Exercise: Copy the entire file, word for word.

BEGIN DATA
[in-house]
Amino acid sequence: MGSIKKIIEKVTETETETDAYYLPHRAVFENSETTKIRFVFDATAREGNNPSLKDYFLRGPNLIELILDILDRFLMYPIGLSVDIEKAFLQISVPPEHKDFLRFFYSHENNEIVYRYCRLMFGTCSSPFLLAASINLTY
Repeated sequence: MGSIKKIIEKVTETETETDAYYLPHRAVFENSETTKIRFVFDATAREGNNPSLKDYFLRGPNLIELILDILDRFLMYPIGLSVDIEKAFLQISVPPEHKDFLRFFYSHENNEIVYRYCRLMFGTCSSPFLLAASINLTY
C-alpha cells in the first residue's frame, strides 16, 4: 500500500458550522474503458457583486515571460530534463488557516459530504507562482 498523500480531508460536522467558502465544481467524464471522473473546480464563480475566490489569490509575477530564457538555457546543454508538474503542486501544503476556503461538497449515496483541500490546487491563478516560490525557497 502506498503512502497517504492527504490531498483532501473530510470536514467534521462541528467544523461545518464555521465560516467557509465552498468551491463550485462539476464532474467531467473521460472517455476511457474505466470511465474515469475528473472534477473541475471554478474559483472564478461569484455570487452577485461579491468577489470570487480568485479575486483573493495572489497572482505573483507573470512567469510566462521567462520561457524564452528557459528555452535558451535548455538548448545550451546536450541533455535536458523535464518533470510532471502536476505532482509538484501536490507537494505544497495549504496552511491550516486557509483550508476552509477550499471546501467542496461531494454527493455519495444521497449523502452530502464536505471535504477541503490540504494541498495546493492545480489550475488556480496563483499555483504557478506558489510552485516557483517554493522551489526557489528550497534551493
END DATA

[in-house]
Amino acid sequence: MGSIKKIIEKVTETETETDAYYLPHRAVFENSETTKIRFVFDATAREGNNPSLKDYFLRGPNLIELILDILDRFLMYPIGLSVDIEKAFLQISVPPEHKDFLRFFYSHENNEIVYRYCRLMFGTCSSPFLLAASINLTY
Repeated sequence: MGSIKKIIEKVTETETETDAYYLPHRAVFENSETTKIRFVFDATAREGNNPSLKDYFLRGPNLIELILDILDRFLMYPIGLSVDIEKAFLQISVPPEHKDFLRFFYSHENNEIVYRYCRLMFGTCSSPFLLAASINLTY
C-alpha cells in the first residue's frame, strides 16, 4: 500500500458550522474503458457583486515571460530534463488557516459530504507562482 498523500480531508460536522467558502465544481467524464471522473473546480464563480475566490489569490509575477530564457538555457546543454508538474503542486501544503476556503461538497449515496483541500490546487491563478516560490525557497 502506498503512502497517504492527504490531498483532501473530510470536514467534521462541528467544523461545518464555521465560516467557509465552498468551491463550485462539476464532474467531467473521460472517455476511457474505466470511465474515469475528473472534477473541475471554478474559483472564478461569484455570487452577485461579491468577489470570487480568485479575486483573493495572489497572482505573483507573470512567469510566462521567462520561457524564452528557459528555452535558451535548455538548448545550451546536450541533455535536458523535464518533470510532471502536476505532482509538484501536490507537494505544497495549504496552511491550516486557509483550508476552509477550499471546501467542496461531494454527493455519495444521497449523502452530502464536505471535504477541503490540504494541498495546493492545480489550475488556480496563483499555483504557478506558489510552485516557483517554493522551489526557489528550497534551493